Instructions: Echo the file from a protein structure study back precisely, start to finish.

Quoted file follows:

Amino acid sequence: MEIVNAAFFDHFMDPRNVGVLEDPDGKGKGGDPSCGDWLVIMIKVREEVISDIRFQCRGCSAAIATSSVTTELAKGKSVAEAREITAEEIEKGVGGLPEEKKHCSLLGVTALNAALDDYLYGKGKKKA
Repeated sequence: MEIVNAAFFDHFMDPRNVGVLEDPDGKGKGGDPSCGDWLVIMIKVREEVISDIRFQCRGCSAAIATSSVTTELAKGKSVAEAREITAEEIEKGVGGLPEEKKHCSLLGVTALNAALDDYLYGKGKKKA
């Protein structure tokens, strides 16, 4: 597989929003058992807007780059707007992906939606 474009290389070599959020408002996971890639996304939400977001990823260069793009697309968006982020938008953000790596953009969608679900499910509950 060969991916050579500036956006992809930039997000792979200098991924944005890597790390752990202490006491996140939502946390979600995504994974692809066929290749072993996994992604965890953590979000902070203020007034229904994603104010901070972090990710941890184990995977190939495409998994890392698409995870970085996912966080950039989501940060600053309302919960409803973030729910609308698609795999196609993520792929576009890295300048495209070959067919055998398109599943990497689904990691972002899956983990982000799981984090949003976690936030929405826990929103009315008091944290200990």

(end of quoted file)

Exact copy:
Amino acid sequence: MEIVNAAFFDHFMDPRNVGVLEDPDGKGKGGDPSCGDWLVIMIKVREEVISDIRFQCRGCSAAIATSSVTTELAKGKSVAEAREITAEEIEKGVGGLPEEKKHCSLLGVTALNAALDDYLYGKGKKKA
Repeated sequence: MEIVNAAFFDHFMDPRNVGVLEDPDGKGKGGDPSCGDWLVIMIKVREEVISDIRFQCRGCSAAIATSSVTTELAKGKSVAEAREITAEEIEKGVGGLPEEKKHCSLLGVTALNAALDDYLYGKGKKKA
């Protein structure tokens, strides 16, 4: 597989929003058992807007780059707007992906939606 474009290389070599959020408002996971890639996304939400977001990823260069793009697309968006982020938008953000790596953009969608679900499910509950 060969991916050579500036956006992809930039997000792979200098991924944005890597790390752990202490006491996140939502946390979600995504994974692809066929290749072993996994992604965890953590979000902070203020007034229904994603104010901070972090990710941890184990995977190939495409998994890392698409995870970085996912966080950039989501940060600053309302919960409803973030729910609308698609795999196609993520792929576009890295300048495209070959067919055998398109599943990497689904990691972002899956983990982000799981984090949003976690936030929405826990929103009315008091944290200990």